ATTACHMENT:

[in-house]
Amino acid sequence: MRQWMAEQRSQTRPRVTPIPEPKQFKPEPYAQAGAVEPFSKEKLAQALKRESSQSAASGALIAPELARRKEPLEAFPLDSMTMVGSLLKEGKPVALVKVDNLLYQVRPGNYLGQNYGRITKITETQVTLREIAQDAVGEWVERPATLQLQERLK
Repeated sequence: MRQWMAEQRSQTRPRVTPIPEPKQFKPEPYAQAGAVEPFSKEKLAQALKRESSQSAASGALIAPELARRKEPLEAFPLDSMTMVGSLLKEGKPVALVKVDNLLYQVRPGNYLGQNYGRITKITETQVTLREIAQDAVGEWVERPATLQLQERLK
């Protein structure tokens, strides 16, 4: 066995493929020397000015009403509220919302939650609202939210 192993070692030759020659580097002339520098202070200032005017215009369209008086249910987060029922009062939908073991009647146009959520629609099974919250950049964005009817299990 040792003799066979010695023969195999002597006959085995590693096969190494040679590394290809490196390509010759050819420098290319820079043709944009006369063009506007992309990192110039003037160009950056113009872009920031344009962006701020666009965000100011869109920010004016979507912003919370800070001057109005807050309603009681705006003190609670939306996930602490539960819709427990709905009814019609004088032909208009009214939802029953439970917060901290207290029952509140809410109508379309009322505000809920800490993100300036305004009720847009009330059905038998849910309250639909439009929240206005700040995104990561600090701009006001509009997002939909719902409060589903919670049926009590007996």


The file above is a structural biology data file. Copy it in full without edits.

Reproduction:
[in-house]
Amino acid sequence: MRQWMAEQRSQTRPRVTPIPEPKQFKPEPYAQAGAVEPFSKEKLAQALKRESSQSAASGALIAPELARRKEPLEAFPLDSMTMVGSLLKEGKPVALVKVDNLLYQVRPGNYLGQNYGRITKITETQVTLREIAQDAVGEWVERPATLQLQERLK
Repeated sequence: MRQWMAEQRSQTRPRVTPIPEPKQFKPEPYAQAGAVEPFSKEKLAQALKRESSQSAASGALIAPELARRKEPLEAFPLDSMTMVGSLLKEGKPVALVKVDNLLYQVRPGNYLGQNYGRITKITETQVTLREIAQDAVGEWVERPATLQLQERLK
């Protein structure tokens, strides 16, 4: 066995493929020397000015009403509220919302939650609202939210 192993070692030759020659580097002339520098202070200032005017215009369209008086249910987060029922009062939908073991009647146009959520629609099974919250950049964005009817299990 040792003799066979010695023969195999002597006959085995590693096969190494040679590394290809490196390509010759050819420098290319820079043709944009006369063009506007992309990192110039003037160009950056113009872009920031344009962006701020666009965000100011869109920010004016979507912003919370800070001057109005807050309603009681705006003190609670939306996930602490539960819709427990709905009814019609004088032909208009009214939802029953439970917060901290207290029952509140809410109508379309009322505000809920800490993100300036305004009720847009009330059905038998849910309250639909439009929240206005700040995104990561600090701009006001509009997002939909719902409060589903919670049926009590007996």